If the National Book Awards 2013 Were a Star Wars Remake

James McBride would be Luke Skywalker. This year's underdog, McBride is the surprise winner in fiction with Good Lord Bird (Riverhead Books). McBride accepted his award and $10,000 Wednesday evening at the black-tie Cipriani Wall Street affair with the boyish charm of a young Jedi newly realizing, Holy shit, I've got the force. Where's my speech? Other winners include George Packer's The Unwinding: An Inner History of the New America (FSG) and Mary Szybist for Incarnadine (Graywolf Press). The highlight of the evening, however, came when Toni Morrison presented Maya Angelou with the Literarian Award for Outstanding Service to the American Community.

Angelou, long considered a literary knight, gallant and outspoken, took the stage and accepted her award with the composure and power of the Jedi order. "You are rainbows in my clouds," she told attendees. As are you, Dr. Angelou.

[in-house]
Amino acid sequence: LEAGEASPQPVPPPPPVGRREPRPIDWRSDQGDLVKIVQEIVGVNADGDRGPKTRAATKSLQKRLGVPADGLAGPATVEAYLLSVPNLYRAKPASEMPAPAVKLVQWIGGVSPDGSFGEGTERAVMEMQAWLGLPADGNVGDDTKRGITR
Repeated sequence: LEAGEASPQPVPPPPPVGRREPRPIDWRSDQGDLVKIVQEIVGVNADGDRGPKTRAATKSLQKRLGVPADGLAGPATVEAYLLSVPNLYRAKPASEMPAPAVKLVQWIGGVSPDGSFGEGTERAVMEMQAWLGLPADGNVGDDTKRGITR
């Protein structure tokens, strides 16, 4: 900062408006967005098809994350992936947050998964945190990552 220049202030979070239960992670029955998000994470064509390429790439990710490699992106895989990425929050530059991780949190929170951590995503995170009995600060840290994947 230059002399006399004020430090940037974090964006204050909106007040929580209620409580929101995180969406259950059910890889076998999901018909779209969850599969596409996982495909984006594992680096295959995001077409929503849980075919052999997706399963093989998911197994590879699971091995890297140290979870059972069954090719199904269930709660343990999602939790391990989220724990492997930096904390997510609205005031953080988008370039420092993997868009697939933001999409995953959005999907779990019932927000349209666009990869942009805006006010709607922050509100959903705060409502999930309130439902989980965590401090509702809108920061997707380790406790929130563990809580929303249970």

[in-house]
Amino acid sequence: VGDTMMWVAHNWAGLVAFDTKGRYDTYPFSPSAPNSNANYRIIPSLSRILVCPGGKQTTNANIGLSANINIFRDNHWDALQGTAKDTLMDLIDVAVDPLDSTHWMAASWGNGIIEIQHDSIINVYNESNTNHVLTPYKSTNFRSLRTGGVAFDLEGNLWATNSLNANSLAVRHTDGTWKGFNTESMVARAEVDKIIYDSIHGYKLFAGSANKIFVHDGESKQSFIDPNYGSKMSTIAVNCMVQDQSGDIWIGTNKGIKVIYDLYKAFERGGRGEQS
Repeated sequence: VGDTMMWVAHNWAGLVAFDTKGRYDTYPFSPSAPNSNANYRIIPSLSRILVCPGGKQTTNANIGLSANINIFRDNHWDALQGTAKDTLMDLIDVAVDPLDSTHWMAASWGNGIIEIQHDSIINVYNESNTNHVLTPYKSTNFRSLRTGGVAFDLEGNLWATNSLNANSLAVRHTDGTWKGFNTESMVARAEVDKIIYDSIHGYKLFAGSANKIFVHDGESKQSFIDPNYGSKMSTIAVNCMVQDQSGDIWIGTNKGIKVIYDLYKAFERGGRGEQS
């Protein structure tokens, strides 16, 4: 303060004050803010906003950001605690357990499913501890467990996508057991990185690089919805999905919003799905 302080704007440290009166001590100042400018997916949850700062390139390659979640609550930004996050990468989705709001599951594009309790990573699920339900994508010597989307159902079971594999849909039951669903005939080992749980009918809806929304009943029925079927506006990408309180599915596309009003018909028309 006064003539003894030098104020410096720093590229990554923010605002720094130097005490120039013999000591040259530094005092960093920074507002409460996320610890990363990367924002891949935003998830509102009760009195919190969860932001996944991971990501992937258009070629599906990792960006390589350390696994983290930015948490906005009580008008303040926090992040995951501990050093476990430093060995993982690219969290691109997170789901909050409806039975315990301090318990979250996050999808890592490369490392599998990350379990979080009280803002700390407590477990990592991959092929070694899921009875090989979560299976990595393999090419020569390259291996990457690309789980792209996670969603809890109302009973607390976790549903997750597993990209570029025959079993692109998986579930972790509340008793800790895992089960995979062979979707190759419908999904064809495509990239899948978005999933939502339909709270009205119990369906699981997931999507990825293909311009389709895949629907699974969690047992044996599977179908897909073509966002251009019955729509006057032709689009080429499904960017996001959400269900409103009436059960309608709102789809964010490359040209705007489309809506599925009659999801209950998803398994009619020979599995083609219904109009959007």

The most notable, albeit uncomfortable speech of the evening, was E. L. Doctorow's sermon on technology. A somber, Vader-like dogma certain to scare hipster, word-wielding ewoks into submission. If you cannot feel his death grip through the media, take a moment. Close your eyes. Yep. There it is. "Text is now a verb... More radically, a search engine is not an engine. A platform is not a platform. A bookmark is not a bookmark because an e-book is not a book." No light saber or super helmet required. Doctorow, with print in hand and sporting a black tweed cape, has deemed digital publishing an invalid form. Beware. We of the digital are the enemy. And those of us who work within the venues of both print and digital are traitors. We will likely be hanged. Get your lightsabers ready. Watch your perimeters. Delete your Kindle copies of All the Time in the World. The stormtroopers are coming.

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